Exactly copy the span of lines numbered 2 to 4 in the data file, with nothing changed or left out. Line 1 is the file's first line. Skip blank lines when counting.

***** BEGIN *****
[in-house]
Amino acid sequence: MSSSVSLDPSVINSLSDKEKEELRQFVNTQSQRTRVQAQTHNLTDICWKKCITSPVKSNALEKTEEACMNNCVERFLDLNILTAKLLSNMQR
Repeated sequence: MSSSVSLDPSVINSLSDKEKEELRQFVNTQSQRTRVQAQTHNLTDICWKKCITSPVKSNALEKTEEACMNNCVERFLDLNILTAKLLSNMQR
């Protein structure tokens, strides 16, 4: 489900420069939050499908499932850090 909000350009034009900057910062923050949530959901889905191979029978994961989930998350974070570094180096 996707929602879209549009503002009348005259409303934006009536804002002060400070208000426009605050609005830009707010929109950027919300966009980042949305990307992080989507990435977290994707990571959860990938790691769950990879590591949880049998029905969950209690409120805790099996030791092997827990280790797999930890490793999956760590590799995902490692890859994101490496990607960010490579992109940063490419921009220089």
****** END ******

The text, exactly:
Amino acid sequence: MSSSVSLDPSVINSLSDKEKEELRQFVNTQSQRTRVQAQTHNLTDICWKKCITSPVKSNALEKTEEACMNNCVERFLDLNILTAKLLSNMQR
Repeated sequence: MSSSVSLDPSVINSLSDKEKEELRQFVNTQSQRTRVQAQTHNLTDICWKKCITSPVKSNALEKTEEACMNNCVERFLDLNILTAKLLSNMQR
């Protein structure tokens, strides 16, 4: 489900420069939050499908499932850090 909000350009034009900057910062923050949530959901889905191979029978994961989930998350974070570094180096 996707929602879209549009503002009348005259409303934006009536804002002060400070208000426009605050609005830009707010929109950027919300966009980042949305990307992080989507990435977290994707990571959860990938790691769950990879590591949880049998029905969950209690409120805790099996030791092997827990280790797999930890490793999956760590590799995902490692890859994101490496990607960010490579992109940063490419921009220089």